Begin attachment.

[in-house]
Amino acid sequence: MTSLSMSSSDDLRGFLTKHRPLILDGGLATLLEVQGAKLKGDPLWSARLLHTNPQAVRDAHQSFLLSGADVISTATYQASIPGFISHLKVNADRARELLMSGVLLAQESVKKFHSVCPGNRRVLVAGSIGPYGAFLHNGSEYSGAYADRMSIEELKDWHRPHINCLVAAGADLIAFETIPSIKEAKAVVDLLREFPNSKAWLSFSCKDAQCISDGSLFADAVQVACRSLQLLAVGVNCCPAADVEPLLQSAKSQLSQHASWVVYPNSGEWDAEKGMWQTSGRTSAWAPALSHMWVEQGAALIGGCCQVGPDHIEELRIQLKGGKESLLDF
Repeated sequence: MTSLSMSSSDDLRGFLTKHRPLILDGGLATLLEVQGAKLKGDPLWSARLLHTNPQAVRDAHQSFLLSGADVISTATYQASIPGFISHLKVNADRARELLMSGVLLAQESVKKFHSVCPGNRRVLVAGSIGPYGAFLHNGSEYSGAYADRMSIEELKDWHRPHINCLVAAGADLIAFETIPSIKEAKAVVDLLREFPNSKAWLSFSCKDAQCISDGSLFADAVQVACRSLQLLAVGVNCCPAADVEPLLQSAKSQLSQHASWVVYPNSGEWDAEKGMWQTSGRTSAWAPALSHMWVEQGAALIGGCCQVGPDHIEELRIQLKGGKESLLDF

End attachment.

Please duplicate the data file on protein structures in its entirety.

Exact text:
[in-house]
Amino acid sequence: MTSLSMSSSDDLRGFLTKHRPLILDGGLATLLEVQGAKLKGDPLWSARLLHTNPQAVRDAHQSFLLSGADVISTATYQASIPGFISHLKVNADRARELLMSGVLLAQESVKKFHSVCPGNRRVLVAGSIGPYGAFLHNGSEYSGAYADRMSIEELKDWHRPHINCLVAAGADLIAFETIPSIKEAKAVVDLLREFPNSKAWLSFSCKDAQCISDGSLFADAVQVACRSLQLLAVGVNCCPAADVEPLLQSAKSQLSQHASWVVYPNSGEWDAEKGMWQTSGRTSAWAPALSHMWVEQGAALIGGCCQVGPDHIEELRIQLKGGKESLLDF
Repeated sequence: MTSLSMSSSDDLRGFLTKHRPLILDGGLATLLEVQGAKLKGDPLWSARLLHTNPQAVRDAHQSFLLSGADVISTATYQASIPGFISHLKVNADRARELLMSGVLLAQESVKKFHSVCPGNRRVLVAGSIGPYGAFLHNGSEYSGAYADRMSIEELKDWHRPHINCLVAAGADLIAFETIPSIKEAKAVVDLLREFPNSKAWLSFSCKDAQCISDGSLFADAVQVACRSLQLLAVGVNCCPAADVEPLLQSAKSQLSQHASWVVYPNSGEWDAEKGMWQTSGRTSAWAPALSHMWVEQGAALIGGCCQVGPDHIEELRIQLKGGKESLLDF